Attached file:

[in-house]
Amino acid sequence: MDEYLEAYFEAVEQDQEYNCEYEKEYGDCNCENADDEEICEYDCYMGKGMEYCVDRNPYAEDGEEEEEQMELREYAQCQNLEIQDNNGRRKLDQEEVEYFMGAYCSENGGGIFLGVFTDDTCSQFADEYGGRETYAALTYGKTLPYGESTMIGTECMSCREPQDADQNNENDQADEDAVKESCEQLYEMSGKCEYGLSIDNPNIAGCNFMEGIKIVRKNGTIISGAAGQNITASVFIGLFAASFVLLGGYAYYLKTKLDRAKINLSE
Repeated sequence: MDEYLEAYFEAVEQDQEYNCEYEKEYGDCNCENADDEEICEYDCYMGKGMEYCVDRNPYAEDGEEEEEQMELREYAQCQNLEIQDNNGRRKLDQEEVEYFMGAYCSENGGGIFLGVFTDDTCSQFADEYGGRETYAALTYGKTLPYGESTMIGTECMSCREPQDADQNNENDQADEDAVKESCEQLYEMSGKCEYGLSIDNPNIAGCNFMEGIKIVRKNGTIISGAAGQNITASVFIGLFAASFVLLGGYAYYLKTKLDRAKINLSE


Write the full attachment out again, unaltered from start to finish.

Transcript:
[in-house]
Amino acid sequence: MDEYLEAYFEAVEQDQEYNCEYEKEYGDCNCENADDEEICEYDCYMGKGMEYCVDRNPYAEDGEEEEEQMELREYAQCQNLEIQDNNGRRKLDQEEVEYFMGAYCSENGGGIFLGVFTDDTCSQFADEYGGRETYAALTYGKTLPYGESTMIGTECMSCREPQDADQNNENDQADEDAVKESCEQLYEMSGKCEYGLSIDNPNIAGCNFMEGIKIVRKNGTIISGAAGQNITASVFIGLFAASFVLLGGYAYYLKTKLDRAKINLSE
Repeated sequence: MDEYLEAYFEAVEQDQEYNCEYEKEYGDCNCENADDEEICEYDCYMGKGMEYCVDRNPYAEDGEEEEEQMELREYAQCQNLEIQDNNGRRKLDQEEVEYFMGAYCSENGGGIFLGVFTDDTCSQFADEYGGRETYAALTYGKTLPYGESTMIGTECMSCREPQDADQNNENDQADEDAVKESCEQLYEMSGKCEYGLSIDNPNIAGCNFMEGIKIVRKNGTIISGAAGQNITASVFIGLFAASFVLLGGYAYYLKTKLDRAKINLSE